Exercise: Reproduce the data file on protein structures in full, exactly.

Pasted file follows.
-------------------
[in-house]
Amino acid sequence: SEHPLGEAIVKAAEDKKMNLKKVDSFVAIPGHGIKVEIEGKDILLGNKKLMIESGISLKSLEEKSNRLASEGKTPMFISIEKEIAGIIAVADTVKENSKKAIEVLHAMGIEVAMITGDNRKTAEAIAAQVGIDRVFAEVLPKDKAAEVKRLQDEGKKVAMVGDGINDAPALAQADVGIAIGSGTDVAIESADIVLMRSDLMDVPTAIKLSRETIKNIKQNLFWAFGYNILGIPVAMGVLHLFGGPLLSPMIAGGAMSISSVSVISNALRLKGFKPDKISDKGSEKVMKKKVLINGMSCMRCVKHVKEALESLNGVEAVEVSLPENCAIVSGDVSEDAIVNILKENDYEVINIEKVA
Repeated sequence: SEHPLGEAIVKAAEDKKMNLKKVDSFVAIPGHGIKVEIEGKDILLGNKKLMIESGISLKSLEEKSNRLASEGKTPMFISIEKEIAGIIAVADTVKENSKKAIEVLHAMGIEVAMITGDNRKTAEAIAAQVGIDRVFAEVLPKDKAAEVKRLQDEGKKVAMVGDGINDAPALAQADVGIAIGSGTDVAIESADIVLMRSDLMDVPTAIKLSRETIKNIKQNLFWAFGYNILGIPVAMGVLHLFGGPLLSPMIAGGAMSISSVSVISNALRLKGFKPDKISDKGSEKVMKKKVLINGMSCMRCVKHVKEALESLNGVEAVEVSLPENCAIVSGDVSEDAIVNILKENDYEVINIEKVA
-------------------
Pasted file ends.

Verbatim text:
[in-house]
Amino acid sequence: SEHPLGEAIVKAAEDKKMNLKKVDSFVAIPGHGIKVEIEGKDILLGNKKLMIESGISLKSLEEKSNRLASEGKTPMFISIEKEIAGIIAVADTVKENSKKAIEVLHAMGIEVAMITGDNRKTAEAIAAQVGIDRVFAEVLPKDKAAEVKRLQDEGKKVAMVGDGINDAPALAQADVGIAIGSGTDVAIESADIVLMRSDLMDVPTAIKLSRETIKNIKQNLFWAFGYNILGIPVAMGVLHLFGGPLLSPMIAGGAMSISSVSVISNALRLKGFKPDKISDKGSEKVMKKKVLINGMSCMRCVKHVKEALESLNGVEAVEVSLPENCAIVSGDVSEDAIVNILKENDYEVINIEKVA
Repeated sequence: SEHPLGEAIVKAAEDKKMNLKKVDSFVAIPGHGIKVEIEGKDILLGNKKLMIESGISLKSLEEKSNRLASEGKTPMFISIEKEIAGIIAVADTVKENSKKAIEVLHAMGIEVAMITGDNRKTAEAIAAQVGIDRVFAEVLPKDKAAEVKRLQDEGKKVAMVGDGINDAPALAQADVGIAIGSGTDVAIESADIVLMRSDLMDVPTAIKLSRETIKNIKQNLFWAFGYNILGIPVAMGVLHLFGGPLLSPMIAGGAMSISSVSVISNALRLKGFKPDKISDKGSEKVMKKKVLINGMSCMRCVKHVKEALESLNGVEAVEVSLPENCAIVSGDVSEDAIVNILKENDYEVINIEKVA